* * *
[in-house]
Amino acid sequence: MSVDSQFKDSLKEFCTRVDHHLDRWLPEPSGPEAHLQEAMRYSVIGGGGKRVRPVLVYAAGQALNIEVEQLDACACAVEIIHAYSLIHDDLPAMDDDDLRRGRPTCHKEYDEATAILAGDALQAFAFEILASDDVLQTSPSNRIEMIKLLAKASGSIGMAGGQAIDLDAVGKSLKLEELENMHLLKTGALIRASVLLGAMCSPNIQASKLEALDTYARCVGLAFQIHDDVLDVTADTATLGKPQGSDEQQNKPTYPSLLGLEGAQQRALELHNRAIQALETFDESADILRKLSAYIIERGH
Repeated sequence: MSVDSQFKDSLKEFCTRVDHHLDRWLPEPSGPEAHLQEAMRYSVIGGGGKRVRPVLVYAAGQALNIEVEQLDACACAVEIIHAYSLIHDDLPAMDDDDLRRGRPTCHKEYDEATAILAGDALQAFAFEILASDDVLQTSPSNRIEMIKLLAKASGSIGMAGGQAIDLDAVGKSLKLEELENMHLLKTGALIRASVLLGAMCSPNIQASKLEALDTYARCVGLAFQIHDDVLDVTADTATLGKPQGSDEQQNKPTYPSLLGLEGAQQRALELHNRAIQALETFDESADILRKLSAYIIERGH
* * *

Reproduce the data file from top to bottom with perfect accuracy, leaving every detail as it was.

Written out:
[in-house]
Amino acid sequence: MSVDSQFKDSLKEFCTRVDHHLDRWLPEPSGPEAHLQEAMRYSVIGGGGKRVRPVLVYAAGQALNIEVEQLDACACAVEIIHAYSLIHDDLPAMDDDDLRRGRPTCHKEYDEATAILAGDALQAFAFEILASDDVLQTSPSNRIEMIKLLAKASGSIGMAGGQAIDLDAVGKSLKLEELENMHLLKTGALIRASVLLGAMCSPNIQASKLEALDTYARCVGLAFQIHDDVLDVTADTATLGKPQGSDEQQNKPTYPSLLGLEGAQQRALELHNRAIQALETFDESADILRKLSAYIIERGH
Repeated sequence: MSVDSQFKDSLKEFCTRVDHHLDRWLPEPSGPEAHLQEAMRYSVIGGGGKRVRPVLVYAAGQALNIEVEQLDACACAVEIIHAYSLIHDDLPAMDDDDLRRGRPTCHKEYDEATAILAGDALQAFAFEILASDDVLQTSPSNRIEMIKLLAKASGSIGMAGGQAIDLDAVGKSLKLEELENMHLLKTGALIRASVLLGAMCSPNIQASKLEALDTYARCVGLAFQIHDDVLDVTADTATLGKPQGSDEQQNKPTYPSLLGLEGAQQRALELHNRAIQALETFDESADILRKLSAYIIERGH